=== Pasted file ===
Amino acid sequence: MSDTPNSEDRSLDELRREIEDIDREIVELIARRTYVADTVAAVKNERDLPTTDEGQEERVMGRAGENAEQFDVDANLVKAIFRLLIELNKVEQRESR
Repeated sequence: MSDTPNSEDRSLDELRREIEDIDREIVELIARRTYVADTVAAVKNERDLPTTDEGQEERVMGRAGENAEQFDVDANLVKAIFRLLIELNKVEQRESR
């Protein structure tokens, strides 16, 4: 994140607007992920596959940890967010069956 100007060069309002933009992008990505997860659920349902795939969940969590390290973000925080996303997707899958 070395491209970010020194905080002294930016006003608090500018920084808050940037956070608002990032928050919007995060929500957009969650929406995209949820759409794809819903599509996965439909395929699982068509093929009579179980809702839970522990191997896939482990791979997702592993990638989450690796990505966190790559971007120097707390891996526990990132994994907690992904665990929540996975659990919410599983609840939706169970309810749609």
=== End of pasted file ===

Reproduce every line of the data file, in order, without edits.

Amino acid sequence: MSDTPNSEDRSLDELRREIEDIDREIVELIARRTYVADTVAAVKNERDLPTTDEGQEERVMGRAGENAEQFDVDANLVKAIFRLLIELNKVEQRESR
Repeated sequence: MSDTPNSEDRSLDELRREIEDIDREIVELIARRTYVADTVAAVKNERDLPTTDEGQEERVMGRAGENAEQFDVDANLVKAIFRLLIELNKVEQRESR
């Protein structure tokens, strides 16, 4: 994140607007992920596959940890967010069956 100007060069309002933009992008990505997860659920349902795939969940969590390290973000925080996303997707899958 070395491209970010020194905080002294930016006003608090500018920084808050940037956070608002990032928050919007995060929500957009969650929406995209949820759409794809819903599509996965439909395929699982068509093929009579179980809702839970522990191997896939482990791979997702592993990638989450690796990505966190790559971007120097707390891996526990990132994994907690992904665990929540996975659990919410599983609840939706169970309810749609």